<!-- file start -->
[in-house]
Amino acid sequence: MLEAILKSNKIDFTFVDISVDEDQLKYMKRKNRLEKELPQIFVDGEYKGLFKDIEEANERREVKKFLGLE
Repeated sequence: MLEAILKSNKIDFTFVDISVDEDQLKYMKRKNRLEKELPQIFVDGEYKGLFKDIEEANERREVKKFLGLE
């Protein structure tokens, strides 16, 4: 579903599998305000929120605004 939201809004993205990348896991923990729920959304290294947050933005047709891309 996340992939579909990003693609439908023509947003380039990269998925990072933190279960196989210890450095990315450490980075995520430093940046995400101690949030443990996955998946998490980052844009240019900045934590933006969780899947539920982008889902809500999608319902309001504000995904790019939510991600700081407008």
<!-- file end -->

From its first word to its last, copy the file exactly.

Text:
[in-house]
Amino acid sequence: MLEAILKSNKIDFTFVDISVDEDQLKYMKRKNRLEKELPQIFVDGEYKGLFKDIEEANERREVKKFLGLE
Repeated sequence: MLEAILKSNKIDFTFVDISVDEDQLKYMKRKNRLEKELPQIFVDGEYKGLFKDIEEANERREVKKFLGLE
């Protein structure tokens, strides 16, 4: 579903599998305000929120605004 939201809004993205990348896991923990729920959304290294947050933005047709891309 996340992939579909990003693609439908023509947003380039990269998925990072933190279960196989210890450095990315450490980075995520430093940046995400101690949030443990996955998946998490980052844009240019900045934590933006969780899947539920982008889902809500999608319902309001504000995904790019939510991600700081407008």